Sound Teaching

This is the teaching site of the West Side church of Christ in Fort Worth, TX. Unless otherwise indicated, all materials were written and prepared by Stan Cox

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Spiritual Navalwatching

I came across a quote from 1970 by a denominational writer that indicates a problem that, in my opinion, is applicable to the Lord’s church today. The quote is below, with some of my own comments after.

“…(We) of the late twentieth century contribute to the falsifying of the church’s proper function through our subjectivism … (The present) is possibly the most subjective period in all of church history. Today everybody talks in psychological terms. We enjoy nothing better than to probe our inner life and its real or imagined frustrations. We wallow in our misery. We go to psychologists, we go to psychiatrists, we go to counsellors. This predilection has been called “navelwatching” by some people; that is, we enjoy nothing better than to sit down narcissistically and look at our own psychic navels. This delightful activity allows us to become completely involved in ourselves. We enjoy our problems. Someone has called our epoch “the Age of Analysis” . . . and it is that, for we want to solve all our problems by subjective concentration upon them.”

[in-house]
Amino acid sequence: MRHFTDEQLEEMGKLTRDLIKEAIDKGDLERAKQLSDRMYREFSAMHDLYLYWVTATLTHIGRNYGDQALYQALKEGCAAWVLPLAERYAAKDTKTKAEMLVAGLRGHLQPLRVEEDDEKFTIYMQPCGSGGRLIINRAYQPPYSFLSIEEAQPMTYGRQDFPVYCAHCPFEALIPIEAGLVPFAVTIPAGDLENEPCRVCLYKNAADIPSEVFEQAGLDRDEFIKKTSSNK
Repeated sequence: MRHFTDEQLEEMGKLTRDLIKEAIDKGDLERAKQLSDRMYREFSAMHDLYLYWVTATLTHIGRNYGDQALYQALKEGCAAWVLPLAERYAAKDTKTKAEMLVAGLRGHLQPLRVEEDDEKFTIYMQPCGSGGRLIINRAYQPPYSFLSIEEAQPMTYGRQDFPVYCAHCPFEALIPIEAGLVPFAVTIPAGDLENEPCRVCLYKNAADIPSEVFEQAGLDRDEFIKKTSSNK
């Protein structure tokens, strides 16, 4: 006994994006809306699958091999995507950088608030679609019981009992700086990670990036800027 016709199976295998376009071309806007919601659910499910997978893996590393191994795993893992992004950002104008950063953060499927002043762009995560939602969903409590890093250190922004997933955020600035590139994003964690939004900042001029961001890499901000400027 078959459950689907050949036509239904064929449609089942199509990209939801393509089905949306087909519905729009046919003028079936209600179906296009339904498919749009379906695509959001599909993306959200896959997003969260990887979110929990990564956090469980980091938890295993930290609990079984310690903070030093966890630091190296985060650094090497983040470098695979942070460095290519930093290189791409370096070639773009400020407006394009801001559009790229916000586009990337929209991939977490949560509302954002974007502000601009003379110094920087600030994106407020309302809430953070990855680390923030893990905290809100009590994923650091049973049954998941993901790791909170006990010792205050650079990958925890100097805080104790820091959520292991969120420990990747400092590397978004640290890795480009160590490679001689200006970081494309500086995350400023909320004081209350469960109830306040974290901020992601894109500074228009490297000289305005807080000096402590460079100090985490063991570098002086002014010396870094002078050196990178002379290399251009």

John Warwick Montgomery

So much of the Christian’s responsibility is focused outward. We can become so entranced by our own spiritual “navels” that we leave the greater commands to “love God” and “love our neighbor” undone. It seems to me important to focus on God’s commandments, and our responsibilities to Him and others, and spend less time focused inwardly – “paralysis by analysis.” Now, I am not objecting to examining ourselves (cf. 2 Corinthians 13:5), but rather noting the destructive tendency to focus on self rather than others.

Are your insecurities, feelings, musings, captivating your attention? Does they lead to missed opportunities to do the Lord’s work? Does your faith consist predominately of introspection – whether of your failings or your strengths? If so, perhaps you need to look outside of yourself, and get busy doing “the work” (cf. James 1:25).

Some thoughts that came to my mind while reading the quote above:

  1. Truth is objective, not subjective.
  2. Selflessness is seen in our actions toward our fellow man.
  3. The spiritual works of evangelism and edification are indicators of a faithful, zealous Christian.
  4. Intellectualism does not equate to strength in faith (“…and the common people heard Him gladly” Mark 12:37).